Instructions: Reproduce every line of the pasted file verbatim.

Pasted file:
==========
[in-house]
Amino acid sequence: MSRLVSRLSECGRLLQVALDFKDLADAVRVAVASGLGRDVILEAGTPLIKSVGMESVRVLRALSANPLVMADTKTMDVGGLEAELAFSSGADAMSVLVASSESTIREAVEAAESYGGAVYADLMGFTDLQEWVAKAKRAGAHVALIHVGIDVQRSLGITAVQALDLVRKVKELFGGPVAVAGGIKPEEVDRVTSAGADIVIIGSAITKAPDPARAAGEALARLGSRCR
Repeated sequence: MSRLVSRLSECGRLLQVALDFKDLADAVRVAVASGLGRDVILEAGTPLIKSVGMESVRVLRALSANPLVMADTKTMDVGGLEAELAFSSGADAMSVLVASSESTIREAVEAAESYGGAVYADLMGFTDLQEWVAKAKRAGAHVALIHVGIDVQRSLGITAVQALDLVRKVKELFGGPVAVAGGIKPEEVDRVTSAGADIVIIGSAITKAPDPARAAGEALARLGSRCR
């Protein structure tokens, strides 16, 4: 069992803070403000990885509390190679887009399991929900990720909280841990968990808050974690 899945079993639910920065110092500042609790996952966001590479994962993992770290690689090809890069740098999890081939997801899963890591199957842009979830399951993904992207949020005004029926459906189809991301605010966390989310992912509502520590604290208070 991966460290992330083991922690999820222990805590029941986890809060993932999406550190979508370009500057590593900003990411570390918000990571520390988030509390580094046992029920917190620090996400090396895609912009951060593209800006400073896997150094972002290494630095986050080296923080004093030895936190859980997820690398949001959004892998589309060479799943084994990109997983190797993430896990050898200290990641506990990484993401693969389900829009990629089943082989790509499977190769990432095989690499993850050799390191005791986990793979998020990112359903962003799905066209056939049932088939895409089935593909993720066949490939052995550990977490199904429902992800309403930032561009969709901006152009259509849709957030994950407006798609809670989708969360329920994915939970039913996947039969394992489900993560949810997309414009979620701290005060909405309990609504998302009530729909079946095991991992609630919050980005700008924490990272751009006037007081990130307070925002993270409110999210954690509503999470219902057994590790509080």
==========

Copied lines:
[in-house]
Amino acid sequence: MSRLVSRLSECGRLLQVALDFKDLADAVRVAVASGLGRDVILEAGTPLIKSVGMESVRVLRALSANPLVMADTKTMDVGGLEAELAFSSGADAMSVLVASSESTIREAVEAAESYGGAVYADLMGFTDLQEWVAKAKRAGAHVALIHVGIDVQRSLGITAVQALDLVRKVKELFGGPVAVAGGIKPEEVDRVTSAGADIVIIGSAITKAPDPARAAGEALARLGSRCR
Repeated sequence: MSRLVSRLSECGRLLQVALDFKDLADAVRVAVASGLGRDVILEAGTPLIKSVGMESVRVLRALSANPLVMADTKTMDVGGLEAELAFSSGADAMSVLVASSESTIREAVEAAESYGGAVYADLMGFTDLQEWVAKAKRAGAHVALIHVGIDVQRSLGITAVQALDLVRKVKELFGGPVAVAGGIKPEEVDRVTSAGADIVIIGSAITKAPDPARAAGEALARLGSRCR
């Protein structure tokens, strides 16, 4: 069992803070403000990885509390190679887009399991929900990720909280841990968990808050974690 899945079993639910920065110092500042609790996952966001590479994962993992770290690689090809890069740098999890081939997801899963890591199957842009979830399951993904992207949020005004029926459906189809991301605010966390989310992912509502520590604290208070 991966460290992330083991922690999820222990805590029941986890809060993932999406550190979508370009500057590593900003990411570390918000990571520390988030509390580094046992029920917190620090996400090396895609912009951060593209800006400073896997150094972002290494630095986050080296923080004093030895936190859980997820690398949001959004892998589309060479799943084994990109997983190797993430896990050898200290990641506990990484993401693969389900829009990629089943082989790509499977190769990432095989690499993850050799390191005791986990793979998020990112359903962003799905066209056939049932088939895409089935593909993720066949490939052995550990977490199904429902992800309403930032561009969709901006152009259509849709957030994950407006798609809670989708969360329920994915939970039913996947039969394992489900993560949810997309414009979620701290005060909405309990609504998302009530729909079946095991991992609630919050980005700008924490990272751009006037007081990130307070925002993270409110999210954690509503999470219902057994590790509080």